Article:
D: We would walk from the Lutheran school to…well, right across the street here from me on the public square when it didn’t have the trees all grown on it…and there was a ball diamond on there…and that’s where we played our ball…and that’s where a lot of baseball games were played. And he (Hueffmeier) would come out and say…okay, if you win, you got 2 cases of soda coming. We always beat the public school and…next day at 2:30 he’d come with his 2 cases of cold soda. We got our treat!

P: Can you tell me the names of your classmates?

D: They’re all deceased…Norman Berg, Carolyn (Diederich) Kemner, Velma Nadler, and myself. That was my class.

P: But since it was a one-room school, you knew everybody, I suppose.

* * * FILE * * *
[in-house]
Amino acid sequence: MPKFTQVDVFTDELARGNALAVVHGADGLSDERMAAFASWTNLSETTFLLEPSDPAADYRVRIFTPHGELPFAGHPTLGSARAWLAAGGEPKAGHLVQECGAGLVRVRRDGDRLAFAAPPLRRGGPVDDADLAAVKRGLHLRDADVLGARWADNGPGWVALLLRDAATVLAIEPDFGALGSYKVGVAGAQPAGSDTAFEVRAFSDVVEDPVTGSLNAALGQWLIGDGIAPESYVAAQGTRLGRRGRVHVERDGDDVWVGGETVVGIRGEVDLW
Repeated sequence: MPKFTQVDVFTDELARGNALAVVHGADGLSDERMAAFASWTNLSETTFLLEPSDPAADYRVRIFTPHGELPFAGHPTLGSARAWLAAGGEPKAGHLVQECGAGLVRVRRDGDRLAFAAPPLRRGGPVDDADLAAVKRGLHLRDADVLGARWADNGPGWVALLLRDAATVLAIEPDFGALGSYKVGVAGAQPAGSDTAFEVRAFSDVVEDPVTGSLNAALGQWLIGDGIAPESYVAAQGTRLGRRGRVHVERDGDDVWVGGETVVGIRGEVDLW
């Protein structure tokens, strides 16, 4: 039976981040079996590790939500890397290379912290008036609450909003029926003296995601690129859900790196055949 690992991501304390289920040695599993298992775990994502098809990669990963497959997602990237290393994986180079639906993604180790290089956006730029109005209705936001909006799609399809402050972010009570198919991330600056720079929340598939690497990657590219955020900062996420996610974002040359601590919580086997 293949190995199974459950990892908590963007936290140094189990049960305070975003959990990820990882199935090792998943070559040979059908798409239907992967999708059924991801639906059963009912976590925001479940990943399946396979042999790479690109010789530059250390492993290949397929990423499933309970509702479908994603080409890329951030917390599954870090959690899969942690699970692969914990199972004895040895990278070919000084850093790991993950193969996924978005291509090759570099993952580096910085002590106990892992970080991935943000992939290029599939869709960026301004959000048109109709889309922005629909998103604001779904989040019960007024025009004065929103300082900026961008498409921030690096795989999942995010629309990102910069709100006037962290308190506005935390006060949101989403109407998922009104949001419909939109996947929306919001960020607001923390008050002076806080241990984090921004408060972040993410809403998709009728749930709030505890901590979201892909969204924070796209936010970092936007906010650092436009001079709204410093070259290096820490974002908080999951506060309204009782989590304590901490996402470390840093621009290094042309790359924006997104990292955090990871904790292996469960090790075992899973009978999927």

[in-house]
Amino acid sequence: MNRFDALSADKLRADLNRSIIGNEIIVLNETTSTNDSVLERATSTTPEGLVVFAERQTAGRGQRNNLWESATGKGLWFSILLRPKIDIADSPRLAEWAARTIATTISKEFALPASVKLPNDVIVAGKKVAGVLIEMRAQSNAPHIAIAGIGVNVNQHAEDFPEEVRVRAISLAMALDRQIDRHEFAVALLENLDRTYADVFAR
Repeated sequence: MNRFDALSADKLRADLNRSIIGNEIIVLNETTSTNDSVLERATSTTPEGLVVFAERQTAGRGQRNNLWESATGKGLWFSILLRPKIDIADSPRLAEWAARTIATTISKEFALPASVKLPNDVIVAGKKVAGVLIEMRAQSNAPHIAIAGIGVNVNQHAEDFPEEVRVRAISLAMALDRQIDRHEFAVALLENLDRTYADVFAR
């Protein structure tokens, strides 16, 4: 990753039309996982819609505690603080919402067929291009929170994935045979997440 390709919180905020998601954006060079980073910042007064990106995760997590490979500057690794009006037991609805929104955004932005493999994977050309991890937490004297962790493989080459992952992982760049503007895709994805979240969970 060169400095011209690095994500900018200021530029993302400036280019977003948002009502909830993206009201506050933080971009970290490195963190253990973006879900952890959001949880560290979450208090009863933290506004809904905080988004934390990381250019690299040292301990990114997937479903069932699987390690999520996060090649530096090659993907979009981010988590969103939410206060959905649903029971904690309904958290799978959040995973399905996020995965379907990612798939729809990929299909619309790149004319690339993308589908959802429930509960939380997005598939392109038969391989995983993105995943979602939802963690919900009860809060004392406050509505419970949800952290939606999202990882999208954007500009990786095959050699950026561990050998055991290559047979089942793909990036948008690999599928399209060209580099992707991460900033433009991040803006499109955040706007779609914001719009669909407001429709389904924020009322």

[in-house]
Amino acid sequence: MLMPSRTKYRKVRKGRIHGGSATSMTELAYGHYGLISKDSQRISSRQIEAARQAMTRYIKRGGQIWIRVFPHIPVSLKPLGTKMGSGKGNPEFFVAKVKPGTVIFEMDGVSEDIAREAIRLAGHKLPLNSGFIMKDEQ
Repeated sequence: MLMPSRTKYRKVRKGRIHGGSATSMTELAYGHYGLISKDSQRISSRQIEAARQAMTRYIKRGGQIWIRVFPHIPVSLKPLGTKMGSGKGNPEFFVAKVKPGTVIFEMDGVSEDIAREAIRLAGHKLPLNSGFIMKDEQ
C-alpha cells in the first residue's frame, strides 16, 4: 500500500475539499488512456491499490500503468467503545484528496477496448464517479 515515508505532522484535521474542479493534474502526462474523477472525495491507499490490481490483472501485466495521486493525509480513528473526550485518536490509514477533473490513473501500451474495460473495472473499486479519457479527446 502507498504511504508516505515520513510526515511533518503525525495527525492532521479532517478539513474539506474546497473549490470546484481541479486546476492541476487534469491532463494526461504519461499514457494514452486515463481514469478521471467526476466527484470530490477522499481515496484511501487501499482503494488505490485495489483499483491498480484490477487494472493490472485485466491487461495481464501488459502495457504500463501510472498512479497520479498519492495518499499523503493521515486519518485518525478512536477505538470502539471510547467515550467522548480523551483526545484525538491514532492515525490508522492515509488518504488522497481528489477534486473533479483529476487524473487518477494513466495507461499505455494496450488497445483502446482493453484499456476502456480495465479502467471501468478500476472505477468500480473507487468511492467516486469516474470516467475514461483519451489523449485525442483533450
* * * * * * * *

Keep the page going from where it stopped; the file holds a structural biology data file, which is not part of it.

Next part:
D: Yes…eight grades were in one room. I can remember a whole bunch of them, but they’re all deceased.

P: They still have names.

D: Well, here in town…I can’t really recall. They more or less came from Matson, Defiance…Matson mostly. And from around here…the Nadlers. There was Virginia (here’s a link to a 2019 interview of Virginia Nadler - [video below], Leonard.




And then there was Wissmanns from Matson. Well…the Sollmanns…where Paul (Doris’ son) has his (Hoffmann’s) vineyard on Nahm Road.


P: Okay, let’s talk about your children. You have 3. Is Paul the oldest?

D: Paul’s the oldest, then Lori, and then David.

P: So, Paul is the overall vineyard manager for Hoffmann.

D: Well, I think he has a boss, but I don’t know how much he knows about growing and harvesting grapes.

P: How many kids do Paul and Donna (Heggemann) have?

D: A boy, and two girls.

P: And what does Lori (Becszlko) do? And how many kids does she have?

D: She works for Canam Steel, way on the west end of Washington. She’s got 2 boys and a girl. (Joe is her husband.)

P: And Dave lives at home with you.

D: Yes, he’s on disability.